"I'll embark on the first outgoing steamer," I returned.
"I want you to play Miss Talmadge's maid," Mr. Lascelle explained when I reached the studio. "Take this slip to the costumer's, get a complete outfit and be back here as quickly as possible."
After reaching New York and selecting my dress, I fell into the Jonah jaws of a taxi in spite of the fact that my conscience told me an extra should not indulge in such luxuries. (My eyes have just recently resumed their normal slant as a result of keeping one fixed on the meter with the Hindu curse in its gleam and the other on the passing scenery.) When I arrived at the picture factory, Mr. Lascelle met me at the door with, "Postponed until tomorrow at 12:30." Such is the fate of a movie extra.
|The Talmadge staff--Front row, left to right: Electrician Louis De Klade, Assistant Electrician Harry Torri, Ramsey Wallace, Director Franklin, Miss Talmadge, Mr. O'Brien, Property-man Tod Telford, Assistant Director Ward Lascelle, Camera-boy Leo Tover. Rear row: Camera-men Alfred Moses and Edward Wynard, Location-man Joe Rotham, Art Director Bernard Rogers, Director Charles McGuire, Still Photo-man Frank Puffer.
For two days I stood around in my cap and apron gossiping with the Ramsey-Wallace-Belmont butlers and enjoying myself generally. Things were happening all round me, but I led a charmed existence. On the first day Norma, in a gray ostrich-trimmed georgette gown, sat at a long table and partook of a lonely meal while Alfred Moses and Edward Wynard ground out so many feet of film. Of course Norma was unhappy with so much to eat and nobody to eat it, and so when the cameras stopped grinding she called us to join her. Everybody gathered round, even Myron Selznick, the young studio manager--everything about the place seemed to be young, even the chicken salad--and Mr. Puffer snapped the scene.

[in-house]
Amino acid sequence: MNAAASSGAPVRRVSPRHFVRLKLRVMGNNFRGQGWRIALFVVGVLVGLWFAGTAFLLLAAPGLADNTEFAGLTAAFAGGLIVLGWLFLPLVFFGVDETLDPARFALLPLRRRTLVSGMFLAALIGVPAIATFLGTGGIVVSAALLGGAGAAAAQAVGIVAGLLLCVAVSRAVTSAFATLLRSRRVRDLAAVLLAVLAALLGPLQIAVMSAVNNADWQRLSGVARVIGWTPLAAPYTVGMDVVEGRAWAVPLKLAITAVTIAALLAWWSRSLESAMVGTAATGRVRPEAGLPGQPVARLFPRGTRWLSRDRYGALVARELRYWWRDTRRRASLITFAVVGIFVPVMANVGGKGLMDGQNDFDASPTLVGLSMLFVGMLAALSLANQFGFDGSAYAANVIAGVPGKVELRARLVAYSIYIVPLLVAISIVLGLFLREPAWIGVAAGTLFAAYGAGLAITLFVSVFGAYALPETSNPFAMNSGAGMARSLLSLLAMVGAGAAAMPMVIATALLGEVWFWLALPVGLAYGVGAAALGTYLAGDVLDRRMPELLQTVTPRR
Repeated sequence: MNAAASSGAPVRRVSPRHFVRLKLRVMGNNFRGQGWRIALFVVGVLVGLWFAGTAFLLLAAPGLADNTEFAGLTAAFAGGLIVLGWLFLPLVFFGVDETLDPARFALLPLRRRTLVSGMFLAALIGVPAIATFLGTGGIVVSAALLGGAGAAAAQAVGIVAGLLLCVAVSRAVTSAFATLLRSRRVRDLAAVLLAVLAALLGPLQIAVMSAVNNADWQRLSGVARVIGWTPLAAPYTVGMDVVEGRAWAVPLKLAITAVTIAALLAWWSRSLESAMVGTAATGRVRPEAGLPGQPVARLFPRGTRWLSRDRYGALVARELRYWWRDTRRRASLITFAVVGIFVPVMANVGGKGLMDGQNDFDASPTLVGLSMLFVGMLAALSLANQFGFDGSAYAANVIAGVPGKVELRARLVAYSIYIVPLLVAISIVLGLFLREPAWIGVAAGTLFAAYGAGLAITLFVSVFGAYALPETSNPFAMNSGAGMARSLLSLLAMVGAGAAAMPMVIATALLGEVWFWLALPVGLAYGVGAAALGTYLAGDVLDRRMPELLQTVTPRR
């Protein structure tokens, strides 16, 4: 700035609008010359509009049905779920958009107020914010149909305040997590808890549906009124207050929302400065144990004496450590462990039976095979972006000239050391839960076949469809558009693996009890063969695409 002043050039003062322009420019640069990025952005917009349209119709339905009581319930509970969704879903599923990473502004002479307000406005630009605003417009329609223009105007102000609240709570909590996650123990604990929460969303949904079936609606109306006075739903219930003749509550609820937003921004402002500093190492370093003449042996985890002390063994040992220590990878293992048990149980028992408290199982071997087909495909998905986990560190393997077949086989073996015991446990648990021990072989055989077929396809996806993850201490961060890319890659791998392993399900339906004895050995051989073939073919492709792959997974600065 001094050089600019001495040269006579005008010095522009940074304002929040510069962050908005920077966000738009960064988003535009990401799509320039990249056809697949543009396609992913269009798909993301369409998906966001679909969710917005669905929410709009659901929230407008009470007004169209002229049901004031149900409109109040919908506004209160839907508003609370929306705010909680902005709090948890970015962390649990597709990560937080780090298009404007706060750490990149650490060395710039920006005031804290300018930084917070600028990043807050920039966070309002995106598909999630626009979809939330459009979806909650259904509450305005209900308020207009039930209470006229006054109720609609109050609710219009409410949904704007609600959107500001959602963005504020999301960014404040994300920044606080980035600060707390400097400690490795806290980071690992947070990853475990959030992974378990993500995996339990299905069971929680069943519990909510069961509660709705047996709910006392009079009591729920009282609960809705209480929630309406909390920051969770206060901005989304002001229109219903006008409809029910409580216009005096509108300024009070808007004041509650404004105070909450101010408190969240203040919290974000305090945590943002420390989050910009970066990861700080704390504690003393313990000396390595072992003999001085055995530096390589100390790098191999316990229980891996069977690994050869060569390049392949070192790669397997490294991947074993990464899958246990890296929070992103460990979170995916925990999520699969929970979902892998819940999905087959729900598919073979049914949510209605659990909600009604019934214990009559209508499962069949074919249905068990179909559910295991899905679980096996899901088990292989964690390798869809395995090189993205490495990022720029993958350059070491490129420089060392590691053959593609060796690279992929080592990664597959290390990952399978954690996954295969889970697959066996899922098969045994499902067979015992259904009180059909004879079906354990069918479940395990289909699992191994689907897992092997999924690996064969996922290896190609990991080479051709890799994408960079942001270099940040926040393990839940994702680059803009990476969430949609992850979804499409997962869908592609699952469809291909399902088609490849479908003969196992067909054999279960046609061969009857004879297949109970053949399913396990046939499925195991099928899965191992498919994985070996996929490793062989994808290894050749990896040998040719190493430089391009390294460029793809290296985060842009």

"Ah, that's spoiled!" cried Norma.
"What happened?" asked Frank Bruner, her publicity man.
"The jelly wouldn't hold still."
On the second day Constance and Natalie, who had just run on from the Coast to visit Norma, flitted about he studio and made life even more interesting.
At the rate I was acting I expected to be an inmate of the Talmadge studio for the remainder of my life. But my maid role quickly became a thing of the past.
"As long as you didn't register in these scenes I can use you in the courtroom," was Mr. Lascelle's parting encouragement, and that was the reason for my presence at the famous trial.
The chauffeur, who in real life was the husband of the extra on my right and, according to her, not a villain at all, was swearing away the reputations of Norma and Eugene. It made no difference to the judge that Norma rose from her seat with the cry:
"It's a lie!"
Perhaps other young women had raised the same cry at their first divorce trial, so it caused not a flutter of the judicial eyebrow.
"I wonder how much longer this is going to last?" commented one of the witnesses near-by. "Was that not a dinner-bell I heard chiming from yon neighboring steeple?"